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What's the point of rooting your cell phone?

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ssjwizard

Has slightly less legible writing than Thideras
Joined
Mar 12, 2002
Rooting your phone gives you root access(read administrator access) and enables you to do anything you want with it. Some applications require admin access and if you want the functions of those apps its necessary. Mostly its for people who want more than the phones stock features enabled.
 

Jeff G

Member
Joined
May 22, 2016
Remove bloatware, run cfw, overclocking, etc. Lots of great features can be had if rooted. Downside is it usually voids any warranty and there's always the chance to brick your phone.
 

knoober

Member
Joined
Mar 18, 2015
Downside is it usually voids any warranty and there's always the chance to brick your phone.

^this^

As an example: When I unlocked the bootloader (needed for rooting on most devices) I had to acknowledge that my warranty "may" be voided. I had an issue that was clearly not related to root, but customer service wouldn't give ANY support once they found out about root (citing the click-through acknowledgement on the bootloader unlock). Some places are more tolerant than others though. A different company said there was no problem with rooting and even provided links to stock firmware, but wouldnt address any other type of support. The thing to keep in mind is that once you root, you are kind of "on your own".

I have however unlocked every bootloader on every device possible (around a dozen) and installed custom roms on any that I had the skill to do. Even with all those devices and all that tinkering I have only had 2 bricked devices (and in this case "bricked" means "could not be recovered by any means"). Installing a custom recovery is more useful than rooting. Both can be done separately in most cases but are usually done at the same time for convenience. Custom recovery will allow for making backup images of your rom and a few other handy features like sideloading apps and flashing new roms (not every device will have all the same features).

I think the main advantage to rooting is just to remove bloatware though. Having your app storage full when the manufacturer has "included" a half dozen apps that you never use and cant remove is .....:bang head I would consider root if you have to pass on apps you want because they require root access as well. Backing up your app drawer becomes alot easier once you have root. I just took a look through my own app drawer and didnt see anything that required root except for system monitoring apps and backup apps. YMMV of course :thup:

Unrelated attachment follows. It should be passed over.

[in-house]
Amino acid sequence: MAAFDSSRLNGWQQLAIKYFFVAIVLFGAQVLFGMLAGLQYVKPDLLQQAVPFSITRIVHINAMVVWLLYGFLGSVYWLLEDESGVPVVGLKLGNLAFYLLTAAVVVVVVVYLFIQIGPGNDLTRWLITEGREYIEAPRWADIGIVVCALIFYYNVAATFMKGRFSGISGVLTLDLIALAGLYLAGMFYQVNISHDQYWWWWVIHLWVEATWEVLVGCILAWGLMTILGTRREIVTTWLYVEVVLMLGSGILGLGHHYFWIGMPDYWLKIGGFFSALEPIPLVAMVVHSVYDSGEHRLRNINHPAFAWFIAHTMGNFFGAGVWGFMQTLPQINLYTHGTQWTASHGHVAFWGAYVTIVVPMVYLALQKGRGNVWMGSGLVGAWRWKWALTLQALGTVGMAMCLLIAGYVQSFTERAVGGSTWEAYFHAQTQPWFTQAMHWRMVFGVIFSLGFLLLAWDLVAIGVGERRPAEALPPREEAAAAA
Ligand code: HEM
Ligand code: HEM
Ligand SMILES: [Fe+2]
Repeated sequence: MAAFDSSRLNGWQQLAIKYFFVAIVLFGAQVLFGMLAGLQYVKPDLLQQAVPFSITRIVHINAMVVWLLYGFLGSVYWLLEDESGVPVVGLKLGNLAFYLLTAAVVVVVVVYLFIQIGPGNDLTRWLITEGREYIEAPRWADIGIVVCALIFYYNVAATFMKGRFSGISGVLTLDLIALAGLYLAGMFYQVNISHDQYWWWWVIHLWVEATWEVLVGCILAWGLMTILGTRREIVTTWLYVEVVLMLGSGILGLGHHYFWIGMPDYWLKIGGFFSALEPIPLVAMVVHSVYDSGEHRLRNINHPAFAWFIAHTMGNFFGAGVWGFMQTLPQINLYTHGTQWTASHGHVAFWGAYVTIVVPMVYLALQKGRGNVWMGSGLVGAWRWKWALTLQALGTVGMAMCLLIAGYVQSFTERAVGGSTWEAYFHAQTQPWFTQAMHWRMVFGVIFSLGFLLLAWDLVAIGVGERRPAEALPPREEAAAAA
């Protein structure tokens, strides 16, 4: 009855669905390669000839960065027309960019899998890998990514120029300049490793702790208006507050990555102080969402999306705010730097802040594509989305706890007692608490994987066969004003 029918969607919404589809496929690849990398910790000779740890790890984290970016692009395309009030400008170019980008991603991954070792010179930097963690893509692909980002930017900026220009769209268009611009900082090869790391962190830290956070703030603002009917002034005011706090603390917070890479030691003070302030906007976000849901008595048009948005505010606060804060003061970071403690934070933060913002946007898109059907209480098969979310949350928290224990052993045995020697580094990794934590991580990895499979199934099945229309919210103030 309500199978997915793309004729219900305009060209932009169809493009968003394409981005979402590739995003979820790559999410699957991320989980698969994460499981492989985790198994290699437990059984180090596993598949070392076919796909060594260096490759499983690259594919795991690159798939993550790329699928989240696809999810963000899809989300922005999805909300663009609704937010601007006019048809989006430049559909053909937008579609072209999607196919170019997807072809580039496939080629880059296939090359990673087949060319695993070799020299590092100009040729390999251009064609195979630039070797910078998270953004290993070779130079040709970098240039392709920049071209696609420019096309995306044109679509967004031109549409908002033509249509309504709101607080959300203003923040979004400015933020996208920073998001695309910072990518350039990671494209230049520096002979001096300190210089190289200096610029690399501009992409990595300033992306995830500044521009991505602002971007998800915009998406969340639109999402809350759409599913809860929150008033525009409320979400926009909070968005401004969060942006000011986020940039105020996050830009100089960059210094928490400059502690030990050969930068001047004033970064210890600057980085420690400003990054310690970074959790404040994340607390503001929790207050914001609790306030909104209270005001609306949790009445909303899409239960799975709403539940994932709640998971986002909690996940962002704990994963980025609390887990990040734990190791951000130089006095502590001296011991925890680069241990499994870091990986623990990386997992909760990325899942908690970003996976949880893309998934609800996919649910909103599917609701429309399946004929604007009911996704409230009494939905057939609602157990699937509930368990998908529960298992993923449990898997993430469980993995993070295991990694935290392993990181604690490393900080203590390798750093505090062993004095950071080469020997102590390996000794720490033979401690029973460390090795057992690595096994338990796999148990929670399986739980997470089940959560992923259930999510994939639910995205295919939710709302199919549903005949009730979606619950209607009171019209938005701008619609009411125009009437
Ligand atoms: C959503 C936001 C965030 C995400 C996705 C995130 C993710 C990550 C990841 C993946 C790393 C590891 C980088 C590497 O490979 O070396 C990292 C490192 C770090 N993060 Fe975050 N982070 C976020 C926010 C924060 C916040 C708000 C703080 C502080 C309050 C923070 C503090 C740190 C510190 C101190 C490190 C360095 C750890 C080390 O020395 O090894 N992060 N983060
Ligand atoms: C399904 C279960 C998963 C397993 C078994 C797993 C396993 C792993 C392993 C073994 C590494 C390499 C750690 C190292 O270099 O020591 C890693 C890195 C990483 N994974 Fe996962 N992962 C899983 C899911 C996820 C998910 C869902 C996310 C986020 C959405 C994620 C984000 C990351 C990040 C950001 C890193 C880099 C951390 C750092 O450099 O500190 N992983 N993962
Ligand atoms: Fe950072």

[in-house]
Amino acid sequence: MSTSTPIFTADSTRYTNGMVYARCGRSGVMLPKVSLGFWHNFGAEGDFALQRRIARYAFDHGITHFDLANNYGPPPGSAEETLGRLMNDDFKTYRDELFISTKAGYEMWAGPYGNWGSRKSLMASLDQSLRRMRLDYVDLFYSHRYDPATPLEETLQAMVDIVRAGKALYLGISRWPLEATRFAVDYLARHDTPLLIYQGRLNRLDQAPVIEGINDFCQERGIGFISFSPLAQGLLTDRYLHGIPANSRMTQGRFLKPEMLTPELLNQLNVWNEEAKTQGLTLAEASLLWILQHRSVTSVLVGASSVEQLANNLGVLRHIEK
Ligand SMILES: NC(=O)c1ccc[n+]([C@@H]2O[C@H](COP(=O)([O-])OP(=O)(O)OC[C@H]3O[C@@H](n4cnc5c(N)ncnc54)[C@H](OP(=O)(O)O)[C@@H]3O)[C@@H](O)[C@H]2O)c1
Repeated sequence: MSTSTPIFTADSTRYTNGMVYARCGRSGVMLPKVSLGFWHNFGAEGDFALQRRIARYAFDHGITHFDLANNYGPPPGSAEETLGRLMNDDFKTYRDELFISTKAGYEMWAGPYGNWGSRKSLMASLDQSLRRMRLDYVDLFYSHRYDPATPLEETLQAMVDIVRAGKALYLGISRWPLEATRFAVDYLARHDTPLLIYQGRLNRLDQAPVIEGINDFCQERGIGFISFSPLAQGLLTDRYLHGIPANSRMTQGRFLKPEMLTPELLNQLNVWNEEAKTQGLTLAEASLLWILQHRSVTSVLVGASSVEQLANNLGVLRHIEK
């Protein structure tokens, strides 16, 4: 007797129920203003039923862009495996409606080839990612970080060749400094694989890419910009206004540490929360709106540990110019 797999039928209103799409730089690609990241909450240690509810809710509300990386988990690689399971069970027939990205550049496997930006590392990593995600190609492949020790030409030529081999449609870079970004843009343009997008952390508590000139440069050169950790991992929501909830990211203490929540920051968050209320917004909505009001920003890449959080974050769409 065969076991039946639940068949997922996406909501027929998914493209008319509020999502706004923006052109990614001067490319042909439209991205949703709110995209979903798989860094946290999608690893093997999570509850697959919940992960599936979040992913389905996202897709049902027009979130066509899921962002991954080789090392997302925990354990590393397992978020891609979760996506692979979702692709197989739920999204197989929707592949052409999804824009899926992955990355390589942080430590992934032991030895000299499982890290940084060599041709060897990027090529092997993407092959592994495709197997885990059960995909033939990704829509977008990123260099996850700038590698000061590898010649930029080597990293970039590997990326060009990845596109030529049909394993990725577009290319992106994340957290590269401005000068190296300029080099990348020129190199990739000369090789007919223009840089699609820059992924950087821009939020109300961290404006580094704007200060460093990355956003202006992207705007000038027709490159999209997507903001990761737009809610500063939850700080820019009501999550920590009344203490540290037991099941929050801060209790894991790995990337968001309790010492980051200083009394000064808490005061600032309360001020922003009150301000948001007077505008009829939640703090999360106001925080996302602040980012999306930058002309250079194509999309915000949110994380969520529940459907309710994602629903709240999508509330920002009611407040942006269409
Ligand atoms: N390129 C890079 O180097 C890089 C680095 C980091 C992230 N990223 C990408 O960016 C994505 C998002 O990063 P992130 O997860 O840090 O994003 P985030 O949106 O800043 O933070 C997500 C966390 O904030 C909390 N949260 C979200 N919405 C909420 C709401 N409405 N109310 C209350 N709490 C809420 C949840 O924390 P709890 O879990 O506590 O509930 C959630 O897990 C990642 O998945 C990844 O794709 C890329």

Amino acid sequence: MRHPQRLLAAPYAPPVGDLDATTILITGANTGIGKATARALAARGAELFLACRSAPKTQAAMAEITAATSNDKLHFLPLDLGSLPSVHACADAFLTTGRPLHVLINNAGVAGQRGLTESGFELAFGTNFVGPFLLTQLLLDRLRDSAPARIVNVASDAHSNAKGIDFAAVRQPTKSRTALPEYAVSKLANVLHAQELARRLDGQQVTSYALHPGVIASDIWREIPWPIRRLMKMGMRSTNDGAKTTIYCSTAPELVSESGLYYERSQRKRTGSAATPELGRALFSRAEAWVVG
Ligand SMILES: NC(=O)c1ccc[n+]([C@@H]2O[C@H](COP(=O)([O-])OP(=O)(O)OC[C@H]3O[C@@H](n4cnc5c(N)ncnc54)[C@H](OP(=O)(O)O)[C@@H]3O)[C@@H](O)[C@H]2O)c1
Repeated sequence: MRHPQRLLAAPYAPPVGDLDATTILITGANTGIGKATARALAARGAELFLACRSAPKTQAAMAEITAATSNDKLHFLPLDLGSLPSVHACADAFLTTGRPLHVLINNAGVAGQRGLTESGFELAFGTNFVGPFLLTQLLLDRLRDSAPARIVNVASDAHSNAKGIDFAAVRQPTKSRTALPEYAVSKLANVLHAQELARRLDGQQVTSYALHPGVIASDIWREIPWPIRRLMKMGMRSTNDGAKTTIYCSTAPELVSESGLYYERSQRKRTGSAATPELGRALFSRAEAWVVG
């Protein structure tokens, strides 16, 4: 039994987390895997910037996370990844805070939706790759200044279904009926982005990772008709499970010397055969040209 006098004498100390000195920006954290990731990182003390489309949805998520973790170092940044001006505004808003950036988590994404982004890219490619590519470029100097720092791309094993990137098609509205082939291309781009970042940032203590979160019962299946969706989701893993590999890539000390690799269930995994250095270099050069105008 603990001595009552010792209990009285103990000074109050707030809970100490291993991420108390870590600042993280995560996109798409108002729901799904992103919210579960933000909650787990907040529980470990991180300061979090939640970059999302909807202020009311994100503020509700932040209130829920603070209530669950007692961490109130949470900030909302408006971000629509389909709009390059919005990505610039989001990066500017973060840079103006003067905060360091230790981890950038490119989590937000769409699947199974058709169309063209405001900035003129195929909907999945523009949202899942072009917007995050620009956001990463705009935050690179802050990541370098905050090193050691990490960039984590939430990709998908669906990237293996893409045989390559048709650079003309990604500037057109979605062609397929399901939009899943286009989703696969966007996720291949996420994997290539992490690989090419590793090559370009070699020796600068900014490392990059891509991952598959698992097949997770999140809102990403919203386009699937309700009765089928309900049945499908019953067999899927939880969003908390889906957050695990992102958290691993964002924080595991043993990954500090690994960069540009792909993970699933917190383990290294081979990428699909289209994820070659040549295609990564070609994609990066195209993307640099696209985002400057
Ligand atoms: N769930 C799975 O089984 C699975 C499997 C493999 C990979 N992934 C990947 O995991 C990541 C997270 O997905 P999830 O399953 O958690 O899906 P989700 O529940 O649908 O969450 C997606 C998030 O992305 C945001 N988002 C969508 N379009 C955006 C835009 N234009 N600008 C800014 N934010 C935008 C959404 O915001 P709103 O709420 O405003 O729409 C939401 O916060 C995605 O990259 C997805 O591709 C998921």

noxqzs

Member
Joined
Feb 21, 2005
Location
Boston, MA
I have used root for many things: such as updating my own hosts file on the phone which limits what the phone can connect to online, turning off services that come baked into the standard ROMS that do not allow you to remove them normally. In terms of benefits, the most critical for me was when one of my kids deleted a whole album of pictures off the phone. The only program to successfully retrieve every file found them them in the root directory.
 

torin3

Member
Joined
Dec 25, 2004
I think the main advantage to rooting is just to remove bloatware though. Having your app storage full when the manufacturer has "included" a half dozen apps that you never use and cant remove is .....:bang head I would consider root if you have to pass on apps you want because they require root access as well. Backing up your app drawer becomes alot easier once you have root. I just took a look through my own app drawer and didnt see anything that required root except for system monitoring apps and backup apps. YMMV of course :thup:

Adding on to this, I just got a cheap (as in Android 4.2 and $40 at Amazon) tablet to come up with a replacement for my wife's Zune. It comes with pop-up adds on the main screen every 4-5 minutes, and installs audible and a star wars game in the background. When you try to uninstall the pop-up program, (helpfully named "adloader", it reinstalls it for you. Then, when you do a malware search, 3 of the 4 files it finds are considered system files and you aren't allowed to uninstall them. You can disable some of them. But there is another I haven't found yet that about every 20 minutes tries to download and install what appears to be random software. I haven't seen the same one twice yet. So I'm going to have to root the phone/tablet just to uninstall the self-installing malware from the manufacturer.
 

hokiealumnus

Water Cooled Moderator
Joined
Oct 14, 2007
I root so I can install a custom recovery (TWRP) and install the ROM of my choice. You can't ever install a custom recovery without first gaining root access.

After that, I use root for several things. I backup (and restore) my non-system apps & data with Titanium Backup, which requires root to do. Sometimes I use theming (either Substratum OMS or LineageOS [formerly Cyanogenmod] theme engine), which requires root as well.

Beyond that there isn't much I actively use root for, and indeed often unroot after doing what requires root so my kid can play Pokemon Go. Then I just re-root as necessary. :p